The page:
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By contributor Chris Dwyer

Immortality: the stuff of legend, myth, and fantasy. It’s the subject of countless works of fiction, deeply rooted in humanity’s fear and comprehension of its own limitations. But what if I told you that at this moment there are creatures in the murky depths of our oceans who possess such an ability?

One question you have to ask yourself:  Even if you could live forever, would you want to? Some would consider it man’s greatest achievement, but others an endless curse. Luckily, this conundrum has never crossed the mind of this animal—maybe due to the fact that it has no mind to cross, no brain, not even the hint of a centralized nervous system. In its place, a neural net, a sign of primitive origins. The creature in question is a jellyfish. Not just any jellyfish though, but an immortal jellyfish with an ability so unique that there is no other living organism that possesses it.

Turritopsis dohrnii (T. dohrnii), aka the “Immortal Jellyfish” is, well, biologically immortal, as it is no more impervious to death by disease or the jaws of a shark than you or I. In fact, it even ages. It, too, has to cope with cellular degradation and the loss of its cells’ ability to repair themselves, eventually leading to decreased immune function as well as the impairment and even loss of some bodily functions.

Like most jellies, it begins its life as a free- swimming tiny larvae known as a planula. These planula swim around and eventually settle on the sea floor or attach themselves to docks or pilings. Once settled, they give rise to an entire colony of branching polyps firmly attached and immobile. When fully developed, free-swimming “medusae” bud off from the polyps and begin feeding on various species of phytoplankton and zooplankton. Once fully grown and sexually mature, eggs develop in the walls of the female medusas’ manubrium (stomach and gonads) and the female is able to mate. If the eggs are fertilized by a male jellyfish, the fertilized zygote (egg) then develops into a planula and eventually settles its own genetically-unique polyp colony. This is where your normal, run-of-the-mill, garden-variety jelly would age and eventually die, but T. dohrnii is able to revert back to its sessile-polyp form and give rise to tons of genetically-identical medusae, continuing the potentially endless cycle of biological immortality.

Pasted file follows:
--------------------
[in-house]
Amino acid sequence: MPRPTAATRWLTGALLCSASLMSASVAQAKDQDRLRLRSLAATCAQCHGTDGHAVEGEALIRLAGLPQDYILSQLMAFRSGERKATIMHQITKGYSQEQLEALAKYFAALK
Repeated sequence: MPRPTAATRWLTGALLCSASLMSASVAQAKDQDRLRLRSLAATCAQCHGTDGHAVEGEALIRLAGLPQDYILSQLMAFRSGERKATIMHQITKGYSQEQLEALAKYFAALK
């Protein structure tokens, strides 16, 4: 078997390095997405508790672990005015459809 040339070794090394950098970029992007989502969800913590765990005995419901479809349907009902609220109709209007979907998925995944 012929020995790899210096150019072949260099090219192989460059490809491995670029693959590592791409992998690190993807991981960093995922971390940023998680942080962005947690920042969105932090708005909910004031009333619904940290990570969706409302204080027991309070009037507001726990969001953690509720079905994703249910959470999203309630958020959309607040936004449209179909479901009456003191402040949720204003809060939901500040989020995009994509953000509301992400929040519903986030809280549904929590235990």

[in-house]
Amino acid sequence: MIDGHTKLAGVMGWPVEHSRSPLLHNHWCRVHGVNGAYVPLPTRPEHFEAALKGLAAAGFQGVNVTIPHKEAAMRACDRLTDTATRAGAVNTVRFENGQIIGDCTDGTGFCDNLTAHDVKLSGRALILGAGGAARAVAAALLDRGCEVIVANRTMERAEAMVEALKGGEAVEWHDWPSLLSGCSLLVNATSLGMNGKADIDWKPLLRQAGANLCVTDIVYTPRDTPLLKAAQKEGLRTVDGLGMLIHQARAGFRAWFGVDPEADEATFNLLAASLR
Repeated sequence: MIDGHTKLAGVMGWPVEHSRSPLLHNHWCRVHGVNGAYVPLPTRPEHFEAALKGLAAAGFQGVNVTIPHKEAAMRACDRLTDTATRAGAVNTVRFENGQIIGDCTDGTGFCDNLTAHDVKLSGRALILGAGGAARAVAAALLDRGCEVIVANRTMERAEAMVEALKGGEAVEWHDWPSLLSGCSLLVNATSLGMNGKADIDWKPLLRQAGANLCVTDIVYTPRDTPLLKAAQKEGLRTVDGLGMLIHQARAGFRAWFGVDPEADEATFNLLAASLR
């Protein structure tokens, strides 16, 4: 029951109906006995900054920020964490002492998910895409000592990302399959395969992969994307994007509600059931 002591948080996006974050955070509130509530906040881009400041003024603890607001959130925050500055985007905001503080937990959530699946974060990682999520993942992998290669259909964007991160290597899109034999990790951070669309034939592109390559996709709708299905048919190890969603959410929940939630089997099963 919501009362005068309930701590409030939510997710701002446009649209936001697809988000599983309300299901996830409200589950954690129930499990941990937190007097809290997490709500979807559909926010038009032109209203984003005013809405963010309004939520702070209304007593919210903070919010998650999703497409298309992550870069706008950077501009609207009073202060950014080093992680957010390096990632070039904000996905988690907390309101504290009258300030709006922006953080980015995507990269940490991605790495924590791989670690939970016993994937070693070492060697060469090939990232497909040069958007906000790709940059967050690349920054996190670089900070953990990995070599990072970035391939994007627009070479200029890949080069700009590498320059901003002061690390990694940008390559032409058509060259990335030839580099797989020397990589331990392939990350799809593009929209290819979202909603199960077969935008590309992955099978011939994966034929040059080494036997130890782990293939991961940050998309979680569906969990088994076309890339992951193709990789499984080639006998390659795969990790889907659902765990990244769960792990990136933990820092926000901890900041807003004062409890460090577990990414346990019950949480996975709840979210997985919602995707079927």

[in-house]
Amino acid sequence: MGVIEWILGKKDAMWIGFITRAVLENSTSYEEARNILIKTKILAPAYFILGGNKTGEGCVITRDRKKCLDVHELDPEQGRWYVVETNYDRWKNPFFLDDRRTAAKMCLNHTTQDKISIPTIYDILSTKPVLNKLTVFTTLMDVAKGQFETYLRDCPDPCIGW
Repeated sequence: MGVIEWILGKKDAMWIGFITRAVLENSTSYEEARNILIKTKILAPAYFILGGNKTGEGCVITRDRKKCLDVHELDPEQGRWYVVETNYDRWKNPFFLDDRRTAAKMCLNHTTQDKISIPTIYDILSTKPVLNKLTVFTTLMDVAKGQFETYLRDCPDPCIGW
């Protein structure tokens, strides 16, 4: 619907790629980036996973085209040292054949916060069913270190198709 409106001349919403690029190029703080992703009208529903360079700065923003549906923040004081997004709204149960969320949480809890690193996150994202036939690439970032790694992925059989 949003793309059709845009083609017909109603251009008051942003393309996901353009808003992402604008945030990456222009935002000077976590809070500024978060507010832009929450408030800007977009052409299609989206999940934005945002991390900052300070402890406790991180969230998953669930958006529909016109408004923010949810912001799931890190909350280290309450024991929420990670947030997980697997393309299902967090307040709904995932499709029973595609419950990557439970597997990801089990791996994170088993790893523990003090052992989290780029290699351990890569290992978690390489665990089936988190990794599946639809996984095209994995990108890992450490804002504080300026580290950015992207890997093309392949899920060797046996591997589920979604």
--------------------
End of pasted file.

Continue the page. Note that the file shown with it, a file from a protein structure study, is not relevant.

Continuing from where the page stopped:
This ability is thanks to transdifferentiation: the process of differentiated cells (cells which have already developed from undifferentiated cells or stem cells and become specialized cells) being transformed into completely different specialized cells. Because the tissue responsible for this process is found only in the bell surface (the bell being the aptly named “body” of the jellyfish) and circulatory canal system, transformation is characterized by deterioration of the non-transforming cell types such as the rest of the bell and tentacles. The remaining tissue begins to develop many of the same structures characteristic of the hydroid or sessile stage. When the planula develop into branching polyps, these medusa-derived polyps also bud off into free-swimming medusae. However, this time they are genetically identical to the medusae stage before it—a ton of little, genetically-identical jellies to carry on its legacy.

This result has been replicated in the laboratory. Some scientists were able to witness this cycle occur up to 11 times. Not only were they able to replicate and record these results, but they discovered that the medusae were able to revert back to their polyp stage at any point in their free-swimming lifecycle. From freshly-budded, tiny medusae under a millimetre in size, to much larger, sexually-mature examples who have previously mated, the T. dohrnii is unique in achieving biological immortality. Not exactly what you had in mind? Maybe there isn’t much to be jealous of when it comes to this jelly after all.

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